Epicardial Excitation Pattern as Observed in the Isolated Revived and Perfused Fetal Human Heart
The resuscitated fetal human heart can be used as an experimental tool for the investigation of the excitatory process in the human heart. During perfusion the configuration of the epicardial electrocardiograms does not change appreciably. For accurate recording permitting a detailed analysis, the use of a high-fidelity oscillograph is absolutely necessary, otherwise no identification of the rapid portion of the intrinsic deflection can be made. The heart is suspended in an homogenous volume conductor at 37 C. and perfused with fluid matching as closely as possible the composition of the extracellular fluid.
The morphology of the unipolar complexes is difficult to describe adequately. At the anterior side of the right and left ventricles rS complexes are found. Some parts of the left ventricular wall and posteroapical region of the left ventricle show QR complexes. In the area bordering the A-V groove one-third the distance from apex to basis, deep Q waves and even QS complexes are found. The relatively late intrinsic deflection here points to late excitation of this region. In regions neighboring the A-V groove, the Q wave diminishes in size and the R increases. The left posterior part of the left atrium is activated latest in the atrial cycle. The epicardial excitation pattern is surprisingly simple. The excitation wave reaches the region of attachment of the right anterior papillary muscle first, then spreads radially with varying velocity across the left ventricle towards the posterobasal region, while another wave spreads simultaneously across the right ventricle towards the same region. There is, therefore, a double envelopment of the epicardial surface. A comparison of the complexes having an intrinsic deflection occurring at the same time shows conclusively that, even over the same ventricle, the morphology of these complexes may be completely different. Thus the excitation time does not determine the morphology of the complexes. There is no typical right or left ventricular pattern. There appears to be no relationship between thickness of the heart wall and height of the R wave.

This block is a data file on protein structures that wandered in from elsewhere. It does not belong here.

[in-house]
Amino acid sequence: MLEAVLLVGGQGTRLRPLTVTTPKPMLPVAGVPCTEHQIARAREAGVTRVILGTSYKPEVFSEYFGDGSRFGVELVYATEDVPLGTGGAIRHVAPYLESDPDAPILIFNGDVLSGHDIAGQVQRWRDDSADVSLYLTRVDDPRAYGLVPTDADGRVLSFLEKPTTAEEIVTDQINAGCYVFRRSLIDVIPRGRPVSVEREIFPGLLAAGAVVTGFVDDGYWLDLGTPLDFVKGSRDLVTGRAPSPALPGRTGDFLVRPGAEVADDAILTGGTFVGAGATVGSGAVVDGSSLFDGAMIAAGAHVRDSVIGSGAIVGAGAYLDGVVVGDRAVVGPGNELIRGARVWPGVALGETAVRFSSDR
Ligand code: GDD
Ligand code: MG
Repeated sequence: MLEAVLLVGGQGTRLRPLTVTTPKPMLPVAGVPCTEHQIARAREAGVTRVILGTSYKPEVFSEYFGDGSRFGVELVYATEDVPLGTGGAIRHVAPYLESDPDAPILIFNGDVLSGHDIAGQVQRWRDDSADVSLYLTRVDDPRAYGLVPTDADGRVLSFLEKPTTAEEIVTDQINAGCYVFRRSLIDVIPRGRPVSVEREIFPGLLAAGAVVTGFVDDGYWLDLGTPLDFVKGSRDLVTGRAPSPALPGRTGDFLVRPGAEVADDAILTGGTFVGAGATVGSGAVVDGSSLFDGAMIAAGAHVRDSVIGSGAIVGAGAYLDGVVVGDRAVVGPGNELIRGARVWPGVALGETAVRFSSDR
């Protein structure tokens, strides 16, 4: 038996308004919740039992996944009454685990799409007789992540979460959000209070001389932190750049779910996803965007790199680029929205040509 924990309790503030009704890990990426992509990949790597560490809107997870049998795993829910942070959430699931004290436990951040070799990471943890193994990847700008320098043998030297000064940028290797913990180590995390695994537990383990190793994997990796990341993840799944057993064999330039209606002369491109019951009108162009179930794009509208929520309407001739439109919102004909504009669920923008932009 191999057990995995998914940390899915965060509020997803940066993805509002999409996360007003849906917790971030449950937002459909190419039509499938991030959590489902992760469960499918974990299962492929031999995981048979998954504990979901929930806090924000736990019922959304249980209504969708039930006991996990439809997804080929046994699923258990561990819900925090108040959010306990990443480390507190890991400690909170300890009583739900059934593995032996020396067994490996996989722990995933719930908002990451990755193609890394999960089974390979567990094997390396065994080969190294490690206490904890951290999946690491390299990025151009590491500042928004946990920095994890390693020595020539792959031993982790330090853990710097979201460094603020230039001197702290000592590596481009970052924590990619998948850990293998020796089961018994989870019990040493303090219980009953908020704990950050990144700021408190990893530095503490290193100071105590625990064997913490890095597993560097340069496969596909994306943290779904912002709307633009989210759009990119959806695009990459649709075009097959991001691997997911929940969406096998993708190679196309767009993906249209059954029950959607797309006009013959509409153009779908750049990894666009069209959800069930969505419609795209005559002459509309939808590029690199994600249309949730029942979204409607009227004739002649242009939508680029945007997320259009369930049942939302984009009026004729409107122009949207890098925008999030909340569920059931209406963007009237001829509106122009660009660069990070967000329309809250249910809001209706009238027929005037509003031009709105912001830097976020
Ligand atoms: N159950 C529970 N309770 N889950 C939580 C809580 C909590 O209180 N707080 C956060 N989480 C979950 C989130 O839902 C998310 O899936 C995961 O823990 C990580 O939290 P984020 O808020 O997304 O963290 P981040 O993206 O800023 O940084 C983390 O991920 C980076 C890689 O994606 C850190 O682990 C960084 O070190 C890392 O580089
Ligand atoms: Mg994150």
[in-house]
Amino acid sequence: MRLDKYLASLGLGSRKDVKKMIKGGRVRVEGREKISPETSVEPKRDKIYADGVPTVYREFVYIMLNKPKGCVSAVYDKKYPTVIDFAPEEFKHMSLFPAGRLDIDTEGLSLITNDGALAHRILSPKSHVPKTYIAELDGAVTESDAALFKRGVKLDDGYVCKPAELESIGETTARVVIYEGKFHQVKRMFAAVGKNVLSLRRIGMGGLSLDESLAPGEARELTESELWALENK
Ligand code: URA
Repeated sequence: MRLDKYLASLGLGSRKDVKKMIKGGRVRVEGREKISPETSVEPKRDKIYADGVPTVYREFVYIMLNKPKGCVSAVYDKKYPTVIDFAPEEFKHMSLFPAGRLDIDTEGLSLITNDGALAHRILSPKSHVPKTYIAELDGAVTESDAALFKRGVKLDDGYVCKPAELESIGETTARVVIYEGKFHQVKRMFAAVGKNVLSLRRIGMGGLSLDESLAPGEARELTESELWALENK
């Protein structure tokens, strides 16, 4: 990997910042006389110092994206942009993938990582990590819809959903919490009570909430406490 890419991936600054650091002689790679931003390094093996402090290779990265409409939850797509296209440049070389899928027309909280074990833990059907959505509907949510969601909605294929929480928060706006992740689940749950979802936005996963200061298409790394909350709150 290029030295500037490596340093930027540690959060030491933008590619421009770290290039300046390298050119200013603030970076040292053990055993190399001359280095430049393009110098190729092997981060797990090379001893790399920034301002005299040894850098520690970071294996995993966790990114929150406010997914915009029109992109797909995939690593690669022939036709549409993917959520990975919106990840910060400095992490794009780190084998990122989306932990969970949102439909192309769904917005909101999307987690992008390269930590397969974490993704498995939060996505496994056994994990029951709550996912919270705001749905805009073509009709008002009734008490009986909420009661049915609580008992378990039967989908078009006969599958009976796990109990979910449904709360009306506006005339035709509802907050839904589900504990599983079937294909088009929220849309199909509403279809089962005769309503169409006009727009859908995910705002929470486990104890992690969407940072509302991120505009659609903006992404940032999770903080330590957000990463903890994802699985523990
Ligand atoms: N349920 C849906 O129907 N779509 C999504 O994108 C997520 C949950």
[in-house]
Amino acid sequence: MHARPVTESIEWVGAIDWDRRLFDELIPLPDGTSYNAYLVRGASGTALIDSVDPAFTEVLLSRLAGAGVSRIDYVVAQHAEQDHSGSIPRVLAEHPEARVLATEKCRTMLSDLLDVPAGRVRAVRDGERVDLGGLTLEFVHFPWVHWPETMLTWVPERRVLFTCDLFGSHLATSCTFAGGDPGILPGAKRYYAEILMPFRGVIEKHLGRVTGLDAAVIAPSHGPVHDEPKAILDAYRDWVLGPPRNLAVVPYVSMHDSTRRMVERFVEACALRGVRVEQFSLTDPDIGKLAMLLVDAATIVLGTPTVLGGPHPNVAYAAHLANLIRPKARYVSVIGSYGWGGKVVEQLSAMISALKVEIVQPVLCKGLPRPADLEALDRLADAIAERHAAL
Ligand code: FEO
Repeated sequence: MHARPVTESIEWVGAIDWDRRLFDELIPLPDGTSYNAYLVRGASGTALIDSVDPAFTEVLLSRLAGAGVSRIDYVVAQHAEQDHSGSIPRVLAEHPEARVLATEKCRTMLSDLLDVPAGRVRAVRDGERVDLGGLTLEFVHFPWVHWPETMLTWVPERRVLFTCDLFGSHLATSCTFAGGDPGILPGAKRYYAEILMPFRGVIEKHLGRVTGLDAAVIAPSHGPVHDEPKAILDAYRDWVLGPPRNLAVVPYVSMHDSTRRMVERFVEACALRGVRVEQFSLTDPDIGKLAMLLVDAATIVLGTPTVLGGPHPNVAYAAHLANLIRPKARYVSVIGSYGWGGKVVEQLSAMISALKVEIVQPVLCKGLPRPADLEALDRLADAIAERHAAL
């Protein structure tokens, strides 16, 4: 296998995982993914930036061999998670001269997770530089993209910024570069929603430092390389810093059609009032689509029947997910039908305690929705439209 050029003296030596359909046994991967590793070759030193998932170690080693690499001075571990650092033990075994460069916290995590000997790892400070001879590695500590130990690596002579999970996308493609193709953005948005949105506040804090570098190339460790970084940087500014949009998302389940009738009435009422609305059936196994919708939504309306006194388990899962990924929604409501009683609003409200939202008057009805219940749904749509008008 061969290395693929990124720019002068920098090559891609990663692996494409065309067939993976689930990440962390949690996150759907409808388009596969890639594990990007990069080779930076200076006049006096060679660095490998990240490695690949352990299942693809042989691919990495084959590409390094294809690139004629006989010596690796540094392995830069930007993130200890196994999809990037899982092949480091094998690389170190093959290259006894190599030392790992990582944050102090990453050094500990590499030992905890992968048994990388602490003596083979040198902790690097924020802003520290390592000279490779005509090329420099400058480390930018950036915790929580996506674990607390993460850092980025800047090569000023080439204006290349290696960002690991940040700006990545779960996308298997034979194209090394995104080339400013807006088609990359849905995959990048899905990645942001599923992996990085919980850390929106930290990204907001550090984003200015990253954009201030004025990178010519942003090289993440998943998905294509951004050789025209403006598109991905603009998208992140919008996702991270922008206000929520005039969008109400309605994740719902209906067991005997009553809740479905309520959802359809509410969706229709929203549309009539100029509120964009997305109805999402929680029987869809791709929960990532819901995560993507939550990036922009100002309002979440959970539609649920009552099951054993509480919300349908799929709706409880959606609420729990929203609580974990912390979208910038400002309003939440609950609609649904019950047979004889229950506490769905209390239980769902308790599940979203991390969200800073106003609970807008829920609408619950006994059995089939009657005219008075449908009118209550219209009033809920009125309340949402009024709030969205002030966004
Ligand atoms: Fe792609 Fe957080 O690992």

- Received July 7, 1960.
- © 1961 American Heart Association, Inc.